Seeing traffic flow in real-time through heat-mapping can allow for timely adjustments and post-event analysis, thus increasing the meeting ROI.
Heat-mapping helps associations tackle a variety of problems and can help increase meeting ROI, said Silke Fleischer, CEO, Ativ Software. “Event planners can, in real-time, detect hot spots or unexpected low attendee traffic areas in the expo hall and set up interventions to make changes on the fly.
“These could include a strategically placed coffee cart or taking advantage of gamification to drive traffic,” she said. Plus, using past heat-map data, event planners can prepare their exhibitors for when to expect peak times so they can staff their booths appropriately.
Diedra Crawford, CEM-AP, CMP, industry sales and operations director, Digestive Disease Week (DDW), has been using heat-mapping since 2016.
Crawford said DDW was already using ATIV’s medical meetings app EventPilot to help their 14,000 attendees navigate the annual meeting and decided to try heat-mapping (“less expensive than RFID and more timely than Wi-Fi-enable tracking”) to see what effect moving their poster area would have on the overall traffic flow of the trade show floor. “Many exhibitors had resisted being situated near the poster hall until data revealed that the traffic near the posters was actually higher.”
Shannon Rosenberg, senior director, ethnoMetrics, by Globel Experience Specialists (GES), said that by quantitatively identifying the traffic distribution across their floor, heat-mapping can help associations determine how best to layout the exhibit floor to maximize distribution. “Some may also use it to implement variable pricing – charging exhibitors more to be in the ‘hottest’ (most visited) zones on the floor.”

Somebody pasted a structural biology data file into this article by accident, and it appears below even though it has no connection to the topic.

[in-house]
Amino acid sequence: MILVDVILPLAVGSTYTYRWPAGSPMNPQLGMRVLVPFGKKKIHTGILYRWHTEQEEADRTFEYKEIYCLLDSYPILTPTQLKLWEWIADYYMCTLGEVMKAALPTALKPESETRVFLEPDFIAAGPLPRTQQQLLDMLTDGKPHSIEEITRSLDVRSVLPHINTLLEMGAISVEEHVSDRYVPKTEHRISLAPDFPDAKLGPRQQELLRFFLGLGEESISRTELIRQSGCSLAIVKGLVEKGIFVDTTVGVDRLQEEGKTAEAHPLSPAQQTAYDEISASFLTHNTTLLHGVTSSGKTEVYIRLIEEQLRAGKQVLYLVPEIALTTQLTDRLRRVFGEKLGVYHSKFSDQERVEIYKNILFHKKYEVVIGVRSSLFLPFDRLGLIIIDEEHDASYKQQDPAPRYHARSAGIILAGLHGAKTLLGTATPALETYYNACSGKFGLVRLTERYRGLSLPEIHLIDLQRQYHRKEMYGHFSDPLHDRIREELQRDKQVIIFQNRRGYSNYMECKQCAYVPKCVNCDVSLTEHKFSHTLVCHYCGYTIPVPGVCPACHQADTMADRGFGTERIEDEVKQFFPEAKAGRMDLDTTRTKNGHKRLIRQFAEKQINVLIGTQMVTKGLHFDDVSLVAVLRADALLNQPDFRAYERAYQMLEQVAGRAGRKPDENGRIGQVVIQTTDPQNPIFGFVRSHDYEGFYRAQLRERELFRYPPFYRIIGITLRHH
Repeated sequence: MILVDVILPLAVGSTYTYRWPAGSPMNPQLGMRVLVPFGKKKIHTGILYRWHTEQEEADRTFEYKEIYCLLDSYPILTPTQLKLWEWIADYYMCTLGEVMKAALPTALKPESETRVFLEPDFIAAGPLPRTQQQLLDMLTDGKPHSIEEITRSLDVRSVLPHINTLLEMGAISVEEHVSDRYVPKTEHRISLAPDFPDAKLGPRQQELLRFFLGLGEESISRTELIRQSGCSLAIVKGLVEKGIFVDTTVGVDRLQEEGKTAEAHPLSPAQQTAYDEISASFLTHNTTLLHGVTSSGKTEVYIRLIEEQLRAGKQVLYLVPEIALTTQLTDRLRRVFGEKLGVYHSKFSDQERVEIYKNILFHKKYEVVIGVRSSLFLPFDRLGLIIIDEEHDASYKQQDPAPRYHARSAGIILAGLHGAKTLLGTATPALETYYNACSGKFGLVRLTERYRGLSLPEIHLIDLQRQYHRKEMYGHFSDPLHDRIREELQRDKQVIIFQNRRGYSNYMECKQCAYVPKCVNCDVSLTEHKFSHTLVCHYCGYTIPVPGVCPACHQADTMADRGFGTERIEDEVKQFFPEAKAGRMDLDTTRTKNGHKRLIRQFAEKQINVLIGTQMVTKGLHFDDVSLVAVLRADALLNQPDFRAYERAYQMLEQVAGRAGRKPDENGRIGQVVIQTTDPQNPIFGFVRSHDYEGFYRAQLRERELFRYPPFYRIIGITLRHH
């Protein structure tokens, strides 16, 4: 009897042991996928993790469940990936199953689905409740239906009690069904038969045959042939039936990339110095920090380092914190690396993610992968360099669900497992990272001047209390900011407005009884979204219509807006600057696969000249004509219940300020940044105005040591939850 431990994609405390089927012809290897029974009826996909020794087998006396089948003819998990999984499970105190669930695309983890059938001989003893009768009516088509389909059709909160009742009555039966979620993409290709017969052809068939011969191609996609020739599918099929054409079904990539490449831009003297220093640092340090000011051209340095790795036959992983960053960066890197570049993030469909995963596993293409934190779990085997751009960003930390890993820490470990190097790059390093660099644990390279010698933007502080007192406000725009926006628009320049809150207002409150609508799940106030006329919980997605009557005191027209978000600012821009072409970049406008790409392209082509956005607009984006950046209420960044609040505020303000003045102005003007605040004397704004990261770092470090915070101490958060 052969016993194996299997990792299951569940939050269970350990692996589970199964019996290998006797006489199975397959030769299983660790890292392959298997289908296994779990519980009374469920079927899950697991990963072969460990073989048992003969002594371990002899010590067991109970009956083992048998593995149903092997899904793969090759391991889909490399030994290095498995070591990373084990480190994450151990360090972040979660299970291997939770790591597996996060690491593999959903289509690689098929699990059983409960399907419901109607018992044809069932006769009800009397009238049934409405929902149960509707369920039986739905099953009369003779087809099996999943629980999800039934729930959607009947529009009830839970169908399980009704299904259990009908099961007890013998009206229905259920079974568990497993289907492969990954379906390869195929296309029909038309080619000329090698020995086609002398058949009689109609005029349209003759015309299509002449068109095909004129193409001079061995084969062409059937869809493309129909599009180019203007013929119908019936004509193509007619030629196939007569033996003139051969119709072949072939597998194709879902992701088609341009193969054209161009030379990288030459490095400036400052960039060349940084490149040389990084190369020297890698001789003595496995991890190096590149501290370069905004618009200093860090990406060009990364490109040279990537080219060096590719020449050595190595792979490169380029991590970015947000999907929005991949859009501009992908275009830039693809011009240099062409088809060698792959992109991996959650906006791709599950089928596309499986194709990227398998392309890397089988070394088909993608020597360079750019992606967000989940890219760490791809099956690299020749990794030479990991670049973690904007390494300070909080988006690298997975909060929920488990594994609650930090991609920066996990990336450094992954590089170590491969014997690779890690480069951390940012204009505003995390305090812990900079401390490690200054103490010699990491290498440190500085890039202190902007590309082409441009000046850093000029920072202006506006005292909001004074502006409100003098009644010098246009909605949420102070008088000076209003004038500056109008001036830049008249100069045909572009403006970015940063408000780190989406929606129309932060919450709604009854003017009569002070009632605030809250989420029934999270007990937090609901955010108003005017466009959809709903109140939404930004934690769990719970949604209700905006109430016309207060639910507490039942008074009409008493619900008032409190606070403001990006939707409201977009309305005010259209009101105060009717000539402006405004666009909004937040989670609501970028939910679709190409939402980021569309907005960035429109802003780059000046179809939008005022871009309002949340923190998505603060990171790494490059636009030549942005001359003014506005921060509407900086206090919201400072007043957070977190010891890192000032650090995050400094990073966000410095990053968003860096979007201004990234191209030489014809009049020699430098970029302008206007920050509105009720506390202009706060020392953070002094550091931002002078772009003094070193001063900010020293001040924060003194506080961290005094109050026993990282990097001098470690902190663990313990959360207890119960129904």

Heat-mapping also provides actionable real-time data, Crawford said. For example, seeing the main entrance was busier than expected; the team quickly opened an additional entry area and increased security staffing.
Crawford said that heat-mapping data can be paired with exhibitor activities and lead retrieval numbers to better counsel exhibitors on preshow marketing and in-booth activities to increase their traffic.
Industry experts advise having a clear goal on what questions the data should answer before embarking on heat-mapping.
It’s easy to “get swept up in the ‘coolness’ of the data…but cool-looking data doesn’t necessarily translate to actionable items,” warned Fleischer.
“Work with your vendor and have them assist with the post-event data analysis,” Crawford advised.
Crawford also advised users to proactively alert exhibitors that they might see heat-mapping beacons in their booths or on the pipe and drape. “We provided preshow flyers to explain what the beacons do and what to if any fell off,” Crawford said.
Because heat-maps entail location tracking, privacy can be an issue. “Organizers need to clearly communicate in advance if personal locations will be tracked, how attendees can opt-out, and how the data will be used or shared,” said Fleischer. To promote acceptance, she recommends using a service that not only tracks attendees but offers them functionality like indoor positioning and routing to help attendees navigate from one booth or research poster to another, “like Google maps but indoors where GPS doesn’t work.”
On the Horizon
Crawford said she is also considering offering a program that does heat-mapping in small areas as an additional service to exhibitors who are interested in more detailed data about traffic within their booth.